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Another Methodist faith, the Wesleyans, was the largest of the Black Loyalist churches. The Wesleyans were founded by and named after the famous preacher John Wesley. Through their remarkable leader, Moses Wilkinson, Wesley's teachings of individual faith and humility before God were spread widely through the Black Loyalist community.

Wesley himself expressed direct interest in the fate of the Black Loyalists. He famously commented that "they will never want for books while I am alive", and he encouraged Shelburne Methodists to support and give charitably to the Blacks in Birchtown.

When Moses Wilkinson first arrived in Birchtown he was one of the few Christians of any variety among the blacks. Converted to Methodism at an early age, he was a powerful speaker who never passed up an opportunity to encourage others to have faith in God. At first a few believers joined his faith, including Boston King's wife, Violet, and then a steady stream of others were attracted by his power and faith. Shelburne was also experiencing a flowering of Methodism under the influence of the celebrated preacher Freeborn Garretson. The Methodists in Shelburne encouraged and supported the followers of their faith in Birchtown.

The Wesleyans were of two minds in how they treated the blacks. They were strong opponent of slavery and taught that all men were equal as sinners before God. On the other hand, there was an explicit policy of segregation of blacks into separate congregations. When Wesley visited Nova Scotia, the black Methodists were not allowed to join in the general worship. At Methodist gatherings, where all the preachers in the province would preach to the assembled worshipers, the black preachers were segregated into separate afternoon meetings, and were not allowed to preach to the gathered believers.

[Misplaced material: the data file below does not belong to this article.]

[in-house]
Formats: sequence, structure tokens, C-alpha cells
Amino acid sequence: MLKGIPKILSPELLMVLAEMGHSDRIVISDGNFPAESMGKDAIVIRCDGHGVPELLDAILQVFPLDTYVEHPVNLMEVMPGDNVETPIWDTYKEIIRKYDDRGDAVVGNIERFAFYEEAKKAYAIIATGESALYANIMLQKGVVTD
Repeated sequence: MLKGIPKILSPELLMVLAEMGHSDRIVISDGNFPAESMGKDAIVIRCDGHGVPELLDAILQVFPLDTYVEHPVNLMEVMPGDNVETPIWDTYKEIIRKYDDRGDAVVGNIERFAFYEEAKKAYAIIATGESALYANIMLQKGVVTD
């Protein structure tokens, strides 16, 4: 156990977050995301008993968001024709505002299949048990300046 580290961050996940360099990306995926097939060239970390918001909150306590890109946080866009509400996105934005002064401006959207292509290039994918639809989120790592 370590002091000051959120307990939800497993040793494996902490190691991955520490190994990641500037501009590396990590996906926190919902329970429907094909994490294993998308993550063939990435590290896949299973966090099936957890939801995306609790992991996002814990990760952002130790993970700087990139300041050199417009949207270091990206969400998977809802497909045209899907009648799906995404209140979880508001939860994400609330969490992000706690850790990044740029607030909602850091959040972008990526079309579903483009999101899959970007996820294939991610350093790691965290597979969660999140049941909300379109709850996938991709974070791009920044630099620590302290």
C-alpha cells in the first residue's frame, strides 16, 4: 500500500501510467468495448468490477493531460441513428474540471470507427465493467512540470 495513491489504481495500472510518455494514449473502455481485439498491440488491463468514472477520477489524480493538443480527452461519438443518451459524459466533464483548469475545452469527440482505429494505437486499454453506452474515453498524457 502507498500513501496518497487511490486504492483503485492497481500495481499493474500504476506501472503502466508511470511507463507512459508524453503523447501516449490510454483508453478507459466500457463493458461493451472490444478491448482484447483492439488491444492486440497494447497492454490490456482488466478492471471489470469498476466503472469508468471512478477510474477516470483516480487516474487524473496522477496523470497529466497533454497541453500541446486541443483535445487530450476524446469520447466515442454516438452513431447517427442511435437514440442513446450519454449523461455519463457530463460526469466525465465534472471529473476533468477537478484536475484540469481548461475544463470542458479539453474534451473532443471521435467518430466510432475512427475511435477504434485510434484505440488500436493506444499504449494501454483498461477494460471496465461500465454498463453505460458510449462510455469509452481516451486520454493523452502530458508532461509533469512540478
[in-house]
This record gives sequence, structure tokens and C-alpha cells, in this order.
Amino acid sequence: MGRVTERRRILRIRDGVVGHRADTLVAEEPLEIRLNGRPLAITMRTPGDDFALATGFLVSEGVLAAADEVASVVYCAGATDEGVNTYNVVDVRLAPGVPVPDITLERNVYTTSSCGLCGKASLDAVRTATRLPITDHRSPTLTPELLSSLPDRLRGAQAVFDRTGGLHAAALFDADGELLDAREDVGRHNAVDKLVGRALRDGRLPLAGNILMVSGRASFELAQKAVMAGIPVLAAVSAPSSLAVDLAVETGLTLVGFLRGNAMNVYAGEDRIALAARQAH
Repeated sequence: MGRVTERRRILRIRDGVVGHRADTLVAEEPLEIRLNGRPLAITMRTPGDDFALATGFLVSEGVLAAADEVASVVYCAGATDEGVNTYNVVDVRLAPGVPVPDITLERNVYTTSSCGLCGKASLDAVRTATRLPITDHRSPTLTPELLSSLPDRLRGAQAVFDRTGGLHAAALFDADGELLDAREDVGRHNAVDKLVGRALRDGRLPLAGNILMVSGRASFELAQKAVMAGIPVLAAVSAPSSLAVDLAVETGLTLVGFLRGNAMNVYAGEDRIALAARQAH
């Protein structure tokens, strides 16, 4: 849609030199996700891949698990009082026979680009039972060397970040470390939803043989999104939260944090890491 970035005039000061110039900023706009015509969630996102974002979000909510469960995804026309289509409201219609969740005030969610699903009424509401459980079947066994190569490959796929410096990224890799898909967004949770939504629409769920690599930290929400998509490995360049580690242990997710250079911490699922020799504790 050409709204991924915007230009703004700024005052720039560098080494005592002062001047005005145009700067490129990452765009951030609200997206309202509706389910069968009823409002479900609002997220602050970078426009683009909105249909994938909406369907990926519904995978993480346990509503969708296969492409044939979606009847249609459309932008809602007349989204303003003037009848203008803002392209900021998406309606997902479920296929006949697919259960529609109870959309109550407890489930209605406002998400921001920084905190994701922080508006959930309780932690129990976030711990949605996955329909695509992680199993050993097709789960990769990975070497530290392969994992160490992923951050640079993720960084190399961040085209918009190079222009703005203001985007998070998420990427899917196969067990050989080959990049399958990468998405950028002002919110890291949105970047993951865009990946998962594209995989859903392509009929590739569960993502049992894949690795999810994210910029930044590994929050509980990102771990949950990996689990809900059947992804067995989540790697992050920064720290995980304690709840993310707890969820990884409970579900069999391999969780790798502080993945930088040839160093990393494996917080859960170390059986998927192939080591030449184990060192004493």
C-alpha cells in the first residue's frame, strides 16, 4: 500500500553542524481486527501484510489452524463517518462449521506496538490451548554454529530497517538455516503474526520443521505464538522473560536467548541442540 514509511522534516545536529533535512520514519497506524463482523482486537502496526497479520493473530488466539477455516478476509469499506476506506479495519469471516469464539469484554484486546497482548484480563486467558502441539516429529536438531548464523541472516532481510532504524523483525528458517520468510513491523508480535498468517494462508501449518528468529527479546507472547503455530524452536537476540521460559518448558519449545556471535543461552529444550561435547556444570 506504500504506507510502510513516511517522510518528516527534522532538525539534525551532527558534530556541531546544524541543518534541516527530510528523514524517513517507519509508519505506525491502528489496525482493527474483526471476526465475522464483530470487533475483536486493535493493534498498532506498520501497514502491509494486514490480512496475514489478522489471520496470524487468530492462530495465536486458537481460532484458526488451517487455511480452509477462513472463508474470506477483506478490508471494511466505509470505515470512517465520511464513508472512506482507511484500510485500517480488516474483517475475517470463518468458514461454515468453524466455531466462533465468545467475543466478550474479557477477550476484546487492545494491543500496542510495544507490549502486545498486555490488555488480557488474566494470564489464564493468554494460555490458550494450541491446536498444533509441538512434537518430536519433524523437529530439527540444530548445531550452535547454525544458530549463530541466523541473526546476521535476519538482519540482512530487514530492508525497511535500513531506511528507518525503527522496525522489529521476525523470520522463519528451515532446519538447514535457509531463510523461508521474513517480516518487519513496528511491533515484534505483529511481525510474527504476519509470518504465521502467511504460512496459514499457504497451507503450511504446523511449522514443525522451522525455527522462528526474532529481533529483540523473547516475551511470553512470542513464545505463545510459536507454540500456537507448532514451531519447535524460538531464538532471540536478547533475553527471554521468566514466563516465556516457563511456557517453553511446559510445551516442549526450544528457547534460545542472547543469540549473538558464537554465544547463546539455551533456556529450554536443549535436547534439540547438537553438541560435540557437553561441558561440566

Wesley was a committed abolitionist, but like many others, his support for the blacks ended where his front door began. It was one thing to have them as believers, but another to have black preachers with spiritual authority over your race.

Still, the Black Loyalists embraced the Methodist church like no other. As the reality of discrimination became clear to them, an effectively independent church fed their desire for the freedom to believe as they wished. In an exclusively black church, they had an institution that they could feel was truly theirs and yet was still accepted in white society.

Many blacks first converted by Wilkinson were ordained as preachers themselves, notably John Ball and Boston King. Both of these men spent some time traveling the area as circuit preachers. Neither was paid for his efforts; they supported themselves as they traveled from place to place to spread their faith. King eventually became the minister for the Preston congregation, not long before virtually the entire Black Methodist congregation left for Sierra Leone.

Once they arrived, their desire for independence became more apparent. Methodists were typically among the ringleaders of unrest among the settlers, particularly in regards to religious matters. They were notably successful in attracting converts from the Maroons and 'Liberated Africans', although their congregation splintered into a number of small sects. Wilkinson outlived all of the other religious leaders brought to Sierra Leone, despite (or perhaps because of) being blind and lame.

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Moses Wilkinson

Boston King


Boston King's Narrative

William Jessop's Account of preaching at Birchtown

Marrant's conflict with the Wesleyans